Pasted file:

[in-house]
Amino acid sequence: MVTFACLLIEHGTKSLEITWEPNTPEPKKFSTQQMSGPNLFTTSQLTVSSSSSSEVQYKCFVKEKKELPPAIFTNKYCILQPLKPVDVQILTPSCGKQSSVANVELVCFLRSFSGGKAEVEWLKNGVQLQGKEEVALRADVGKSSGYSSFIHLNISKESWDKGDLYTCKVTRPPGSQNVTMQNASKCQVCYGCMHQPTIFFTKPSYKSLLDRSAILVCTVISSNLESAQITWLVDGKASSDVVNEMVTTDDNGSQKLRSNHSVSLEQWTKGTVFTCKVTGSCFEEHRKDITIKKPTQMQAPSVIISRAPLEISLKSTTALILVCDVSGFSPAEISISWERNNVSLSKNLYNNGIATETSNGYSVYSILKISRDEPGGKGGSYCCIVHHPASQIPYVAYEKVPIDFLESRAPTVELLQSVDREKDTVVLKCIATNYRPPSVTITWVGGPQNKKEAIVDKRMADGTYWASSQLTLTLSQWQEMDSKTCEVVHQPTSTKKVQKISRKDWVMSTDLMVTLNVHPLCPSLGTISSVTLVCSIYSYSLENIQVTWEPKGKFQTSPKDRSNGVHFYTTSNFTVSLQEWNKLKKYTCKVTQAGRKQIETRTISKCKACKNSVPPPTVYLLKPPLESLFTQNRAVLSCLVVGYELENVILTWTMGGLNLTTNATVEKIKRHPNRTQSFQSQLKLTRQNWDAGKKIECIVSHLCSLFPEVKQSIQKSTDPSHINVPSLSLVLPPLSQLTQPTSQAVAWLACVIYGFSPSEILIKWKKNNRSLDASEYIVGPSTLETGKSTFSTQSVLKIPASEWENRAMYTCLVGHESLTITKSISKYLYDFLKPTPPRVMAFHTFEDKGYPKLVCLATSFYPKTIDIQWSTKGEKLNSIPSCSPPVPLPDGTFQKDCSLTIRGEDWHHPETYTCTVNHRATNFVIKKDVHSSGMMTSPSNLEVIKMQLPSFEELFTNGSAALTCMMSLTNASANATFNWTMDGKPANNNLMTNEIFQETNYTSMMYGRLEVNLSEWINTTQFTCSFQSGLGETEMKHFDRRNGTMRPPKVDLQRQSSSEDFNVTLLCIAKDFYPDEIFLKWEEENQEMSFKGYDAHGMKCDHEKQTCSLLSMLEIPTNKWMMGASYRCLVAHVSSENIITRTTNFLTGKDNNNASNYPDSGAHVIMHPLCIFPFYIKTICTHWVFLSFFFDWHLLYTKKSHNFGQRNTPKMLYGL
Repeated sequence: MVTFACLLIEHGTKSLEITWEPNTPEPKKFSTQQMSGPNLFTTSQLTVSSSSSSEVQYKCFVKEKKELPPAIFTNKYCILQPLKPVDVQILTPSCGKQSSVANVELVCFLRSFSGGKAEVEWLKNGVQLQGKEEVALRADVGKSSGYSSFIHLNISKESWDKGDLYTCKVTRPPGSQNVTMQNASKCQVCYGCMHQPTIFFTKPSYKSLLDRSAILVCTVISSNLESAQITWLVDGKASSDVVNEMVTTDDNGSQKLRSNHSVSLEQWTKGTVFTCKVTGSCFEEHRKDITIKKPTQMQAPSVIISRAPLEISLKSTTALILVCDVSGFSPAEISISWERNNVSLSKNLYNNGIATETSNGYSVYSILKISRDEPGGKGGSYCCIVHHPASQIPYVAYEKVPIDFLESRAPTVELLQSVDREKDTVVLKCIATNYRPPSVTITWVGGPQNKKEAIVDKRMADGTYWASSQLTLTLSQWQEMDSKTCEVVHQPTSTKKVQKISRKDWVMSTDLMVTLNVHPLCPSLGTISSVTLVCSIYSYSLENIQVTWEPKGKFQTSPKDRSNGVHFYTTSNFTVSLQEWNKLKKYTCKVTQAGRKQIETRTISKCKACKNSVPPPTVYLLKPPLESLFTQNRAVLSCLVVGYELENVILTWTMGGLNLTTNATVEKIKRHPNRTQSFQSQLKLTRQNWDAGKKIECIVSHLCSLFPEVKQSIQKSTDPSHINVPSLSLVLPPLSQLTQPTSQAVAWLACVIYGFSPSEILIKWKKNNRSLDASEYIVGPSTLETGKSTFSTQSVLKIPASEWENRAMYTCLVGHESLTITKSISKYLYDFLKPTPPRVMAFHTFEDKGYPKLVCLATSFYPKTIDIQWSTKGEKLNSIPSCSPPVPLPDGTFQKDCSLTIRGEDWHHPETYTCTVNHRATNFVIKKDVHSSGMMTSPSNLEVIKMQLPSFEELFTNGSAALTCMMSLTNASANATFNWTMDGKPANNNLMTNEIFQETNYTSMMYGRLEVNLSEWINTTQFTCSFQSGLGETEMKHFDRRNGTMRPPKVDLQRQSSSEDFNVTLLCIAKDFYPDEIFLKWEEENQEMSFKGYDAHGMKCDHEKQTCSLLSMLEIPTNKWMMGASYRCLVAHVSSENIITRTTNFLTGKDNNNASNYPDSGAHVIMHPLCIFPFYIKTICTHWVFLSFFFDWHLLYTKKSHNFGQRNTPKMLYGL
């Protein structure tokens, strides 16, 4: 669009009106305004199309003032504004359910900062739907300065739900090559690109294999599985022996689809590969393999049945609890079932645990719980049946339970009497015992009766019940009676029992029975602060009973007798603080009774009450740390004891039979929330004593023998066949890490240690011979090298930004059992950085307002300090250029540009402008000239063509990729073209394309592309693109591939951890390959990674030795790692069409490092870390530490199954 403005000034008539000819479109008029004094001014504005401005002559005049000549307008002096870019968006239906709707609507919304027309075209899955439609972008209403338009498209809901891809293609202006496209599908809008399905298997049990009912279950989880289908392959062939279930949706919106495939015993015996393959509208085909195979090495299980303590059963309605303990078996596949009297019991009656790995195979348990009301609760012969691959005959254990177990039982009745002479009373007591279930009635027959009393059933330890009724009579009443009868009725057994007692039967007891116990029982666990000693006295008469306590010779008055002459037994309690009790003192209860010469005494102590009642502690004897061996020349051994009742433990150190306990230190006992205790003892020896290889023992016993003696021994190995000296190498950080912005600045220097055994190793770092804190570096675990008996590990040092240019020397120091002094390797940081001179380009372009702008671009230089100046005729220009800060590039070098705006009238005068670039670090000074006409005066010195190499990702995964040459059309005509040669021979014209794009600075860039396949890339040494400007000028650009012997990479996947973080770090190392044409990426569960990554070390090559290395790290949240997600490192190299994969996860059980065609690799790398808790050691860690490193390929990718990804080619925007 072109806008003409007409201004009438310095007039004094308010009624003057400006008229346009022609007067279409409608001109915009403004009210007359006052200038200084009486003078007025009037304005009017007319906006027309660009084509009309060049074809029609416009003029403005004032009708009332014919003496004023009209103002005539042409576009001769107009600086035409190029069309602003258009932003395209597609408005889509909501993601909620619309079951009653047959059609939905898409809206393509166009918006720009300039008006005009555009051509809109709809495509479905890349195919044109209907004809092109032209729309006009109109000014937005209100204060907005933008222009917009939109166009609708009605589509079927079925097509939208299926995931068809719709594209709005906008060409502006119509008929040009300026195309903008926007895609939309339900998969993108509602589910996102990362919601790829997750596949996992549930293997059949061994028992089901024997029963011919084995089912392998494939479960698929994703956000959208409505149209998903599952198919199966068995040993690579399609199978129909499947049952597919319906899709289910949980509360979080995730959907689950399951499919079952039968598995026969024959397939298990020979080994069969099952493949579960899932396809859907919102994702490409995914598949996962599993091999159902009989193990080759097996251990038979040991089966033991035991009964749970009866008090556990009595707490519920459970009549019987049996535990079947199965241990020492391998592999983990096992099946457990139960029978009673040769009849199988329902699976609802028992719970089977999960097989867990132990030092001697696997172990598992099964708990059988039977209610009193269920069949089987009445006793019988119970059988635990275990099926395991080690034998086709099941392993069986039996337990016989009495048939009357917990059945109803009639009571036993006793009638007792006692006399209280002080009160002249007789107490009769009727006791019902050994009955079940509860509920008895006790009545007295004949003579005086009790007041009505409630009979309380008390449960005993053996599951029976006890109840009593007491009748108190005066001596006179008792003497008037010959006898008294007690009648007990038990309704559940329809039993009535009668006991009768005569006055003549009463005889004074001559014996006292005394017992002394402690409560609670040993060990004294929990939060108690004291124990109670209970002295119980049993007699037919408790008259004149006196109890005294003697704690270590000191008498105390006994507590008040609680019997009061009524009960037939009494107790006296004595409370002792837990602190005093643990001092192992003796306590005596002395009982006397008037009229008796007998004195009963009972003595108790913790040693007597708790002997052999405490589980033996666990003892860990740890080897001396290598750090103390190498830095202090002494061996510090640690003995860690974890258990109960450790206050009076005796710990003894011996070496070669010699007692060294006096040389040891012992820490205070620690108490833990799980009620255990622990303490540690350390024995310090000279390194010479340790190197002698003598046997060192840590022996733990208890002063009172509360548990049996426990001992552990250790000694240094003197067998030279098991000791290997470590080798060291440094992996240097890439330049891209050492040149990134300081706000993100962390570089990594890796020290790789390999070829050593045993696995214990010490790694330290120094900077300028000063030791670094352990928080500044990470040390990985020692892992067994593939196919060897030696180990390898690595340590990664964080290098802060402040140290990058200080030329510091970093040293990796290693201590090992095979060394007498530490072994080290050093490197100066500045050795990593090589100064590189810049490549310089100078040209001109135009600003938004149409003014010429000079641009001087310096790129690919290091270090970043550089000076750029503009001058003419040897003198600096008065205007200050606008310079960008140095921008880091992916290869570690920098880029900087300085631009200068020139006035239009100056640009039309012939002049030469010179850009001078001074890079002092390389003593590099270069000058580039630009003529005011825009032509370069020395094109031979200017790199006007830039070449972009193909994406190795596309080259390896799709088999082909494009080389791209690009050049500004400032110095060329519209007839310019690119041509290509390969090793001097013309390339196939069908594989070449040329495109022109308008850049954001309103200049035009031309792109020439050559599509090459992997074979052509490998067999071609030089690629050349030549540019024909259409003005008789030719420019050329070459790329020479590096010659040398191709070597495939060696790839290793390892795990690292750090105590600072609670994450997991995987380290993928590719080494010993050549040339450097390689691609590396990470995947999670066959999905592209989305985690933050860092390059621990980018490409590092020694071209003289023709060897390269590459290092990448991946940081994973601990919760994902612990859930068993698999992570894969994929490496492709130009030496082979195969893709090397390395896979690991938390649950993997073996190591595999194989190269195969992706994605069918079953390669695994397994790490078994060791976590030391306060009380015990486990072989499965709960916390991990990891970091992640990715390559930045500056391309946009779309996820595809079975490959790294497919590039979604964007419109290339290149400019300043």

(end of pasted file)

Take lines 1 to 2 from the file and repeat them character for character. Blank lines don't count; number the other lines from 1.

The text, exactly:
[in-house]
Amino acid sequence: MVTFACLLIEHGTKSLEITWEPNTPEPKKFSTQQMSGPNLFTTSQLTVSSSSSSEVQYKCFVKEKKELPPAIFTNKYCILQPLKPVDVQILTPSCGKQSSVANVELVCFLRSFSGGKAEVEWLKNGVQLQGKEEVALRADVGKSSGYSSFIHLNISKESWDKGDLYTCKVTRPPGSQNVTMQNASKCQVCYGCMHQPTIFFTKPSYKSLLDRSAILVCTVISSNLESAQITWLVDGKASSDVVNEMVTTDDNGSQKLRSNHSVSLEQWTKGTVFTCKVTGSCFEEHRKDITIKKPTQMQAPSVIISRAPLEISLKSTTALILVCDVSGFSPAEISISWERNNVSLSKNLYNNGIATETSNGYSVYSILKISRDEPGGKGGSYCCIVHHPASQIPYVAYEKVPIDFLESRAPTVELLQSVDREKDTVVLKCIATNYRPPSVTITWVGGPQNKKEAIVDKRMADGTYWASSQLTLTLSQWQEMDSKTCEVVHQPTSTKKVQKISRKDWVMSTDLMVTLNVHPLCPSLGTISSVTLVCSIYSYSLENIQVTWEPKGKFQTSPKDRSNGVHFYTTSNFTVSLQEWNKLKKYTCKVTQAGRKQIETRTISKCKACKNSVPPPTVYLLKPPLESLFTQNRAVLSCLVVGYELENVILTWTMGGLNLTTNATVEKIKRHPNRTQSFQSQLKLTRQNWDAGKKIECIVSHLCSLFPEVKQSIQKSTDPSHINVPSLSLVLPPLSQLTQPTSQAVAWLACVIYGFSPSEILIKWKKNNRSLDASEYIVGPSTLETGKSTFSTQSVLKIPASEWENRAMYTCLVGHESLTITKSISKYLYDFLKPTPPRVMAFHTFEDKGYPKLVCLATSFYPKTIDIQWSTKGEKLNSIPSCSPPVPLPDGTFQKDCSLTIRGEDWHHPETYTCTVNHRATNFVIKKDVHSSGMMTSPSNLEVIKMQLPSFEELFTNGSAALTCMMSLTNASANATFNWTMDGKPANNNLMTNEIFQETNYTSMMYGRLEVNLSEWINTTQFTCSFQSGLGETEMKHFDRRNGTMRPPKVDLQRQSSSEDFNVTLLCIAKDFYPDEIFLKWEEENQEMSFKGYDAHGMKCDHEKQTCSLLSMLEIPTNKWMMGASYRCLVAHVSSENIITRTTNFLTGKDNNNASNYPDSGAHVIMHPLCIFPFYIKTICTHWVFLSFFFDWHLLYTKKSHNFGQRNTPKMLYGL